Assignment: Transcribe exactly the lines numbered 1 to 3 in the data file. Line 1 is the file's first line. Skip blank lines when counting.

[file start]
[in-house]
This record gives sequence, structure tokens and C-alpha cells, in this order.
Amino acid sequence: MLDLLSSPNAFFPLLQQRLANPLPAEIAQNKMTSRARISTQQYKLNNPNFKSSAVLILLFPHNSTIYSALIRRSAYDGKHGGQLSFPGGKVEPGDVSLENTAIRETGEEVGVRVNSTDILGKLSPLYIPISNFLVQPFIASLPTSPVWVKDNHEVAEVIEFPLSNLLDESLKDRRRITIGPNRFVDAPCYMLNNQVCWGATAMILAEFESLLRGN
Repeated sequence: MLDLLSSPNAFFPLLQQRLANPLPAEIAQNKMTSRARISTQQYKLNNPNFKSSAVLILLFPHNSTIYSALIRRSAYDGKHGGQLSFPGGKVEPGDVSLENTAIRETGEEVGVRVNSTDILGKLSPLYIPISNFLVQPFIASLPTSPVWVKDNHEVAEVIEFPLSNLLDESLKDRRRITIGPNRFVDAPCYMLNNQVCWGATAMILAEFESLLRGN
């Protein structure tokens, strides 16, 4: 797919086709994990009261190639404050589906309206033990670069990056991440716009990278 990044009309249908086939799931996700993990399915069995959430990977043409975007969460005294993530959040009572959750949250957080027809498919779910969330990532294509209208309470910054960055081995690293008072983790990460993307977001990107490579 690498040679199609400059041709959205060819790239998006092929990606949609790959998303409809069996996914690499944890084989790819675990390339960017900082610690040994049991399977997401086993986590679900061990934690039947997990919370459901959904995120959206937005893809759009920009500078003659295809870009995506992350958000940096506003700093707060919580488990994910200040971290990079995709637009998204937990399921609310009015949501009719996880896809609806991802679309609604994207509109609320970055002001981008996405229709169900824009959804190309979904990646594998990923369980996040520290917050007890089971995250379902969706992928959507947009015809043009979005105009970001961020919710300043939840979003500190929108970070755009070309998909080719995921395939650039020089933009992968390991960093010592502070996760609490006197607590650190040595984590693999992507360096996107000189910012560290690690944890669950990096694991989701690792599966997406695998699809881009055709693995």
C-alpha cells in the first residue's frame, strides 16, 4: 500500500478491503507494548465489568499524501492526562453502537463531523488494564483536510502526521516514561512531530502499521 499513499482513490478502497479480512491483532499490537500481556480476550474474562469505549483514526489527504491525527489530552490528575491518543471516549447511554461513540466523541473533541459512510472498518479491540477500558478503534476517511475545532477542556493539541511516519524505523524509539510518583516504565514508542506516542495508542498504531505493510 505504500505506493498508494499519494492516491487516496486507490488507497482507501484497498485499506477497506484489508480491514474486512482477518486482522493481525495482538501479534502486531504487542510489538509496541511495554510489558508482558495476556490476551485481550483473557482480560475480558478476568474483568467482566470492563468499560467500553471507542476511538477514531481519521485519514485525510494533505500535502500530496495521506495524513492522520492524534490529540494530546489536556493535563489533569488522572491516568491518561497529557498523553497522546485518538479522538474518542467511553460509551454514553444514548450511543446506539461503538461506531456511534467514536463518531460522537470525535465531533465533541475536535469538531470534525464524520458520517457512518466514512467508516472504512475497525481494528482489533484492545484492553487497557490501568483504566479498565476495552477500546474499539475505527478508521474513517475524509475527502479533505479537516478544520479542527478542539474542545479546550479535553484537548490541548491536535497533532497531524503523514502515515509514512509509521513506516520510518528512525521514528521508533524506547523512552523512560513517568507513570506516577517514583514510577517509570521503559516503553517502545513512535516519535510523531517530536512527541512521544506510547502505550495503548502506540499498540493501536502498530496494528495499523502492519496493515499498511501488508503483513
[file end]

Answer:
[in-house]
This record gives sequence, structure tokens and C-alpha cells, in this order.
Amino acid sequence: MLDLLSSPNAFFPLLQQRLANPLPAEIAQNKMTSRARISTQQYKLNNPNFKSSAVLILLFPHNSTIYSALIRRSAYDGKHGGQLSFPGGKVEPGDVSLENTAIRETGEEVGVRVNSTDILGKLSPLYIPISNFLVQPFIASLPTSPVWVKDNHEVAEVIEFPLSNLLDESLKDRRRITIGPNRFVDAPCYMLNNQVCWGATAMILAEFESLLRGN